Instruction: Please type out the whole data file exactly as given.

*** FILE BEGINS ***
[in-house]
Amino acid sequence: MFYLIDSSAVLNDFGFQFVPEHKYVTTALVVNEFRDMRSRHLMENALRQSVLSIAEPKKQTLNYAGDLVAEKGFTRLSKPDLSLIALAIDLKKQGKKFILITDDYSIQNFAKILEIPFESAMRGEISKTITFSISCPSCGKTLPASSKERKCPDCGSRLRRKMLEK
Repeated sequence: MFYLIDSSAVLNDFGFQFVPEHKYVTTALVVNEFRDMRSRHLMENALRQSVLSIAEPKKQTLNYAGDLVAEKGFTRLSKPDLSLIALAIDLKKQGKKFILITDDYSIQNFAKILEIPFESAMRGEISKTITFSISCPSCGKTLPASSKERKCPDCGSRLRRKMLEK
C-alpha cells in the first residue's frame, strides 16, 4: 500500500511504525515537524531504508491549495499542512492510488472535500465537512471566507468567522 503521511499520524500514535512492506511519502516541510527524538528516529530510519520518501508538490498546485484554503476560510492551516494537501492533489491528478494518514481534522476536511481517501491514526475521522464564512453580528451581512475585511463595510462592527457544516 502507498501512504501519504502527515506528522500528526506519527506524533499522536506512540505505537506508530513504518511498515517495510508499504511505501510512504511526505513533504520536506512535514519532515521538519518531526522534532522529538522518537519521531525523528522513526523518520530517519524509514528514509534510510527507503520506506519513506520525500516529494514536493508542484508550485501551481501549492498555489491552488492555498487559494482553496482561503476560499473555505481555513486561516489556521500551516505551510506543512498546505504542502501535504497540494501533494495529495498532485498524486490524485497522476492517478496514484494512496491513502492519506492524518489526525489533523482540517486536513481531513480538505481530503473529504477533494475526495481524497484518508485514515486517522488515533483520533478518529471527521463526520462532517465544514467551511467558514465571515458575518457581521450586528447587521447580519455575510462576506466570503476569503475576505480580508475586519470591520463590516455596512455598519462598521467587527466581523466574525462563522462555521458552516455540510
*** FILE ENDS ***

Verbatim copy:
[in-house]
Amino acid sequence: MFYLIDSSAVLNDFGFQFVPEHKYVTTALVVNEFRDMRSRHLMENALRQSVLSIAEPKKQTLNYAGDLVAEKGFTRLSKPDLSLIALAIDLKKQGKKFILITDDYSIQNFAKILEIPFESAMRGEISKTITFSISCPSCGKTLPASSKERKCPDCGSRLRRKMLEK
Repeated sequence: MFYLIDSSAVLNDFGFQFVPEHKYVTTALVVNEFRDMRSRHLMENALRQSVLSIAEPKKQTLNYAGDLVAEKGFTRLSKPDLSLIALAIDLKKQGKKFILITDDYSIQNFAKILEIPFESAMRGEISKTITFSISCPSCGKTLPASSKERKCPDCGSRLRRKMLEK
C-alpha cells in the first residue's frame, strides 16, 4: 500500500511504525515537524531504508491549495499542512492510488472535500465537512471566507468567522 503521511499520524500514535512492506511519502516541510527524538528516529530510519520518501508538490498546485484554503476560510492551516494537501492533489491528478494518514481534522476536511481517501491514526475521522464564512453580528451581512475585511463595510462592527457544516 502507498501512504501519504502527515506528522500528526506519527506524533499522536506512540505505537506508530513504518511498515517495510508499504511505501510512504511526505513533504520536506512535514519532515521538519518531526522534532522529538522518537519521531525523528522513526523518520530517519524509514528514509534510510527507503520506506519513506520525500516529494514536493508542484508550485501551481501549492498555489491552488492555498487559494482553496482561503476560499473555505481555513486561516489556521500551516505551510506543512498546505504542502501535504497540494501533494495529495498532485498524486490524485497522476492517478496514484494512496491513502492519506492524518489526525489533523482540517486536513481531513480538505481530503473529504477533494475526495481524497484518508485514515486517522488515533483520533478518529471527521463526520462532517465544514467551511467558514465571515458575518457581521450586528447587521447580519455575510462576506466570503476569503475576505480580508475586519470591520463590516455596512455598519462598521467587527466581523466574525462563522462555521458552516455540510